1) So yeah - the first thing I do prior to writing is to summons the Fraud Police. They're pretty easy to find - they're that voice in my head telling me I'm a big fat fraud. I acknowledge their presence like the traditional owners of the land, and thank them for coming so promptly. I also tell them that their services won't be necessary today.
I know this sounds a bit formal - but it's a necessary ritual… like sharpening a pencil use to be, or washing your hands before performing surgery.
There are several names for The Fraud Police. John Vorhaus (author of "The Comic Toolbox") was the first to point them out to me, and that's what he calls them, but I've also heard them called; The Ruthless Critic, and Logical Left Brain, or The Social Editor.
On a certain script, I got feedback that amounted to two characters not being perceived as likable or worthy people. I received various proposals on how to make these characters seem more likable or more worthy people.
While that note can be valid, often it is misleading. We don't have to like your main character and we definitely don't have to like your secondary characters. You have to make your characters people whom we find compelling. We have to root for them to succeed or fail, but rooting for them to fail is just as strong as rooting for them to succeed.
For example, we have a lot of sympathy for the Frankenstein creature, but we don't want him to survive -- he murdered a little girl! In Oliver Stone's Nixon, we don't want Tricky Dick to get away with it. But we find him a compelling, fascinating character -- a sort of monster himself.
I think it’s great that you’re going to write a screenplay, and I wish I could tell you how to write a great one. Unfortunately, I can’t. But I think I may be of some use, anyhow -- by telling you what I typically do. That way, you can do the opposite -- which, I think, will give you a decent shot at screenwriting excellence.
1. Procrastinate. I cannot emphasize this enough. Do not begin to work on your screenplay right away. If you do, and you’re at all like me, you will be so depressed at the pitiful quality of what you’ve written, compared to the Chinatown-esque level that you’d expected of yourself, that you will abandon all hope. Instead, just think about writing. Think about how great your screenplay is going to be, once you get to writing it. Visualize your Oscar acceptance speech.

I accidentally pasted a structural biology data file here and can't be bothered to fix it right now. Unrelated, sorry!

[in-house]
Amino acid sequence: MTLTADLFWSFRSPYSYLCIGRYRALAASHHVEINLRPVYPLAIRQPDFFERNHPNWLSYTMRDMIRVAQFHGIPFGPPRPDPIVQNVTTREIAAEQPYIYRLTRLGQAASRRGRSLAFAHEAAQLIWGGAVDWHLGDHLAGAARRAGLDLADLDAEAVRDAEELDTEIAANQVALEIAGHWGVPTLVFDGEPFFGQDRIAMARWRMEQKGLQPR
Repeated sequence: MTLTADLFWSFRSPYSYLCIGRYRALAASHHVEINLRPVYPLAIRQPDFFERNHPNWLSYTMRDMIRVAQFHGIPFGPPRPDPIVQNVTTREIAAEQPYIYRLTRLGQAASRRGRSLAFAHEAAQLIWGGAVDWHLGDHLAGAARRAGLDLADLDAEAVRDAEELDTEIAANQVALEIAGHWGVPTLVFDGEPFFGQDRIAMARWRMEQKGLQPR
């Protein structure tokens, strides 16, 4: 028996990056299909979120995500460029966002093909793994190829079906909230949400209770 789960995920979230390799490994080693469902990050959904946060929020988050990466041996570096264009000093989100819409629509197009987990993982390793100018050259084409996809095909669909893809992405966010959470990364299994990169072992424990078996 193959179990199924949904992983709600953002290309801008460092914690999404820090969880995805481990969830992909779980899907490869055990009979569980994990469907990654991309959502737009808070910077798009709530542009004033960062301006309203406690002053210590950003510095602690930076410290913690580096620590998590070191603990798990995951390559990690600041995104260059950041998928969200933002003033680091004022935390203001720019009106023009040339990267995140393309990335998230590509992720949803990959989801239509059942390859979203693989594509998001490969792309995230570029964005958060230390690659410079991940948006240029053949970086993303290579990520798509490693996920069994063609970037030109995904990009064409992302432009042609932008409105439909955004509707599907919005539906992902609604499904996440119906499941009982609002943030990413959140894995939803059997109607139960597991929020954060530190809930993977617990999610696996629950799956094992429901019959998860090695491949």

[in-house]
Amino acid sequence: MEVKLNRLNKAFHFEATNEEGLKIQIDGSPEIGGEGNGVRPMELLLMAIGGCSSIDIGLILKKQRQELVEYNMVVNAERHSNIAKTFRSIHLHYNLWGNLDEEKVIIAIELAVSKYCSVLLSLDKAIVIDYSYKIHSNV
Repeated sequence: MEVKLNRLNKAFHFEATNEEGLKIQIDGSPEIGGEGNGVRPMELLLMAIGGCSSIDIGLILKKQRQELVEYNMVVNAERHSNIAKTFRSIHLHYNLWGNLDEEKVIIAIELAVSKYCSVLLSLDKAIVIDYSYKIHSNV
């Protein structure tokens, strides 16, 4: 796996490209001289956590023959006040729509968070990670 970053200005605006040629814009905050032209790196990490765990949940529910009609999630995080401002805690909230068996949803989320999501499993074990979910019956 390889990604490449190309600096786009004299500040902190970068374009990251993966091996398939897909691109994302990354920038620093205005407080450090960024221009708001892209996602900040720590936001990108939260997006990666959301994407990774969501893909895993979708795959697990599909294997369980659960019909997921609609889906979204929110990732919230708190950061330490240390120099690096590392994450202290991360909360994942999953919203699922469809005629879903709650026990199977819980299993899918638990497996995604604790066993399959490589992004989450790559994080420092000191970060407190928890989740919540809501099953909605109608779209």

Be sure the ideas in your script are "true"—but not in the obvious way. Eisner-winning graphic novelist Doug TenNapel explains how even fantastic stories should reflect human themes.
You’re beginning your graphic novel story and you realize there’s a lot of freaky stuff going on. There’s a fish-man, they travel through time, and there’s this incredible blimp made of stone that defies all explanation! What’s wrong with your story? It’s not true. Graphic novel stories can be fantastic, but they still have to be true.
“Fairy tales are more than true; not because they tell us that dragons exist, but because they tell us that dragons can be beaten.” – G.K. Chesterton
In my experience, having judged many a screenwriting competition and run my own for going on five years now, the top five things that winning scripts have in common are:
- A unique premise
- Effing Entertaining pages
As you can see, I cannot emphasize voice enough.